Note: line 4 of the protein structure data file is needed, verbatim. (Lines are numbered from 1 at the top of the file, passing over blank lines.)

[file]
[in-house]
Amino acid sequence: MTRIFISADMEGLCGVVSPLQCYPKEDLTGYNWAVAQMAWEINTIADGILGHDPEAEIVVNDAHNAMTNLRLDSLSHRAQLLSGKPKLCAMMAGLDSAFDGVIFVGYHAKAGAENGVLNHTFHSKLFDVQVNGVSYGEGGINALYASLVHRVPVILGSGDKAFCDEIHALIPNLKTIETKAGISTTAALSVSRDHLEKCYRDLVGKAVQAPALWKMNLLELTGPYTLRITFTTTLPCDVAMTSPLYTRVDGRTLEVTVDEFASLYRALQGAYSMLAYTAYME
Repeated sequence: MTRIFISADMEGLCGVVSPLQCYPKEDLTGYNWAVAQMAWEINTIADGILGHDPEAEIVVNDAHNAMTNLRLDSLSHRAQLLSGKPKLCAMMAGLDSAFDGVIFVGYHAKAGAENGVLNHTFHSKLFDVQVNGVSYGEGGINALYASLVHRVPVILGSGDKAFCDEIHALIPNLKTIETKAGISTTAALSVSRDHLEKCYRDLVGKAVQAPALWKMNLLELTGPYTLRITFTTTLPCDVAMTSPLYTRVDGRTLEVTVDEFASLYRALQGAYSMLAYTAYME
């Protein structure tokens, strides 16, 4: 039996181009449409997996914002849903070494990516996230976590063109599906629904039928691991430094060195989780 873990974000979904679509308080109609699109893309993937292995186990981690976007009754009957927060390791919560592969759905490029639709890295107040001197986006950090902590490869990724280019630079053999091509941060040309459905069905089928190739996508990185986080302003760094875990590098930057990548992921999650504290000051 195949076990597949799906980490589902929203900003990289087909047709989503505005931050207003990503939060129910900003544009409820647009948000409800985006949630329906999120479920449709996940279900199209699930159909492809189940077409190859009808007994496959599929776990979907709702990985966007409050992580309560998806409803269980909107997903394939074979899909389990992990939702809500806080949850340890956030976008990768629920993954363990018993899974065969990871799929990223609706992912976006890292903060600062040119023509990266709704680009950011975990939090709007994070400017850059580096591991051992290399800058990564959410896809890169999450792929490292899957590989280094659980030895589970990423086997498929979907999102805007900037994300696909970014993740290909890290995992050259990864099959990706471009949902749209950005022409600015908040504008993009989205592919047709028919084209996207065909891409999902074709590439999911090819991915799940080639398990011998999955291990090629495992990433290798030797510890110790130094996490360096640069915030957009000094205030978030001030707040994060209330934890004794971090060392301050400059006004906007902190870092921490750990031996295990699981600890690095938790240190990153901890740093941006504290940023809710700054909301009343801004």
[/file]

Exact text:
């Protein structure tokens, strides 16, 4: 039996181009449409997996914002849903070494990516996230976590063109599906629904039928691991430094060195989780 873990974000979904679509308080109609699109893309993937292995186990981690976007009754009957927060390791919560592969759905490029639709890295107040001197986006950090902590490869990724280019630079053999091509941060040309459905069905089928190739996508990185986080302003760094875990590098930057990548992921999650504290000051 195949076990597949799906980490589902929203900003990289087909047709989503505005931050207003990503939060129910900003544009409820647009948000409800985006949630329906999120479920449709996940279900199209699930159909492809189940077409190859009808007994496959599929776990979907709702990985966007409050992580309560998806409803269980909107997903394939074979899909389990992990939702809500806080949850340890956030976008990768629920993954363990018993899974065969990871799929990223609706992912976006890292903060600062040119023509990266709704680009950011975990939090709007994070400017850059580096591991051992290399800058990564959410896809890169999450792929490292899957590989280094659980030895589970990423086997498929979907999102805007900037994300696909970014993740290909890290995992050259990864099959990706471009949902749209950005022409600015908040504008993009989205592919047709028919084209996207065909891409999902074709590439999911090819991915799940080639398990011998999955291990090629495992990433290798030797510890110790130094996490360096640069915030957009000094205030978030001030707040994060209330934890004794971090060392301050400059006004906007902190870092921490750990031996295990699981600890690095938790240190990153901890740093941006504290940023809710700054909301009343801004």